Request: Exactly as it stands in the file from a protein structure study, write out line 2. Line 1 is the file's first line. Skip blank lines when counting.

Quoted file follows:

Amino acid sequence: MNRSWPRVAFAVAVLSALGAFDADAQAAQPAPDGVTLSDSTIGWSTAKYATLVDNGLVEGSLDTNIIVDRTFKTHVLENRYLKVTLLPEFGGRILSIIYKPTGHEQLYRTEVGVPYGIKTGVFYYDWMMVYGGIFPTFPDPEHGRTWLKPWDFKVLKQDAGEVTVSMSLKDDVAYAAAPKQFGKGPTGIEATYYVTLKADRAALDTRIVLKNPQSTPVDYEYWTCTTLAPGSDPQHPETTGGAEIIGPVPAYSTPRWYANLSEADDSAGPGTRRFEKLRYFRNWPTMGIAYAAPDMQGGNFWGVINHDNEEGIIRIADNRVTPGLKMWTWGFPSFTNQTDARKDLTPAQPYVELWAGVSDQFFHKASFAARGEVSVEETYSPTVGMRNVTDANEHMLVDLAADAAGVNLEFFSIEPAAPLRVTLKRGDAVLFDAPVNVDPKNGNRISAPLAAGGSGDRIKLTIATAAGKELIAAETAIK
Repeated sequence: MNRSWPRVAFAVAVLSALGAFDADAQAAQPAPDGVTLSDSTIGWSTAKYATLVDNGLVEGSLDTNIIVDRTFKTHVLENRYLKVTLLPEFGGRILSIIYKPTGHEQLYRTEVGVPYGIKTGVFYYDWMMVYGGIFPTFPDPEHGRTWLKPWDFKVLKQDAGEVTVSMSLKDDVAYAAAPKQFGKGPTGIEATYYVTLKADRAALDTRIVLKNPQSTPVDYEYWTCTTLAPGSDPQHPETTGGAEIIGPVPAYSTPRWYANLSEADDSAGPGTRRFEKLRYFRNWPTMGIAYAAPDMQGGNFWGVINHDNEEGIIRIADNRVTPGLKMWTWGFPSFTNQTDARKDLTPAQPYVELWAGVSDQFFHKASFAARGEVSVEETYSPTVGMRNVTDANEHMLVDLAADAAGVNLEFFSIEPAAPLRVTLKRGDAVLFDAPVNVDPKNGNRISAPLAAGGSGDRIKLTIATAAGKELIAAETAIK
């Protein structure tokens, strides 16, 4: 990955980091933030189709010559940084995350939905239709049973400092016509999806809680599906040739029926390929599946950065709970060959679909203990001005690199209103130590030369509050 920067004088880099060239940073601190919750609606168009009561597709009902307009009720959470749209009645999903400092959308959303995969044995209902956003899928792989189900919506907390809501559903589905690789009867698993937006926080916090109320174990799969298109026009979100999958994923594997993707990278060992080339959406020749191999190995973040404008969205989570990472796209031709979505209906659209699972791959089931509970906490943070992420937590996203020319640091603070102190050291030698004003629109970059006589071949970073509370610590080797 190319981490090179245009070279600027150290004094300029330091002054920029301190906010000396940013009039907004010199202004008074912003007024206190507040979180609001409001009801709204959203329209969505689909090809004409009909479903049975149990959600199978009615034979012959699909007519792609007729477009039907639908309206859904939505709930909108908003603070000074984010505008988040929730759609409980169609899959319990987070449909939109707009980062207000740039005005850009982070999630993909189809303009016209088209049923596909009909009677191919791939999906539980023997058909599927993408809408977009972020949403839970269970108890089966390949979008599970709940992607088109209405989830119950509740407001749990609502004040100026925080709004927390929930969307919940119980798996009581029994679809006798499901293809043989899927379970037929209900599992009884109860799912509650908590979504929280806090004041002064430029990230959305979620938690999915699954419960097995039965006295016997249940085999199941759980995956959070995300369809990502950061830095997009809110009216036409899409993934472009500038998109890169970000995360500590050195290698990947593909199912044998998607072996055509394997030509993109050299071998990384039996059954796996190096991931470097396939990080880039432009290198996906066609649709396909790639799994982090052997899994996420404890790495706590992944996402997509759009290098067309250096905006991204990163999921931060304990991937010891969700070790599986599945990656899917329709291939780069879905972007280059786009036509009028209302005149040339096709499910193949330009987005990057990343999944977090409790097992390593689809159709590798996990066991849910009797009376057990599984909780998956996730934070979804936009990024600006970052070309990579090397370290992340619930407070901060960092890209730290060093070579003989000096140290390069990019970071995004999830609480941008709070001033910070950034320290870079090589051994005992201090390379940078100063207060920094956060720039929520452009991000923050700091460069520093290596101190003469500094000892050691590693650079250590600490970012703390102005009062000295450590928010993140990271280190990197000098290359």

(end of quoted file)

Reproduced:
Repeated sequence: MNRSWPRVAFAVAVLSALGAFDADAQAAQPAPDGVTLSDSTIGWSTAKYATLVDNGLVEGSLDTNIIVDRTFKTHVLENRYLKVTLLPEFGGRILSIIYKPTGHEQLYRTEVGVPYGIKTGVFYYDWMMVYGGIFPTFPDPEHGRTWLKPWDFKVLKQDAGEVTVSMSLKDDVAYAAAPKQFGKGPTGIEATYYVTLKADRAALDTRIVLKNPQSTPVDYEYWTCTTLAPGSDPQHPETTGGAEIIGPVPAYSTPRWYANLSEADDSAGPGTRRFEKLRYFRNWPTMGIAYAAPDMQGGNFWGVINHDNEEGIIRIADNRVTPGLKMWTWGFPSFTNQTDARKDLTPAQPYVELWAGVSDQFFHKASFAARGEVSVEETYSPTVGMRNVTDANEHMLVDLAADAAGVNLEFFSIEPAAPLRVTLKRGDAVLFDAPVNVDPKNGNRISAPLAAGGSGDRIKLTIATAAGKELIAAETAIK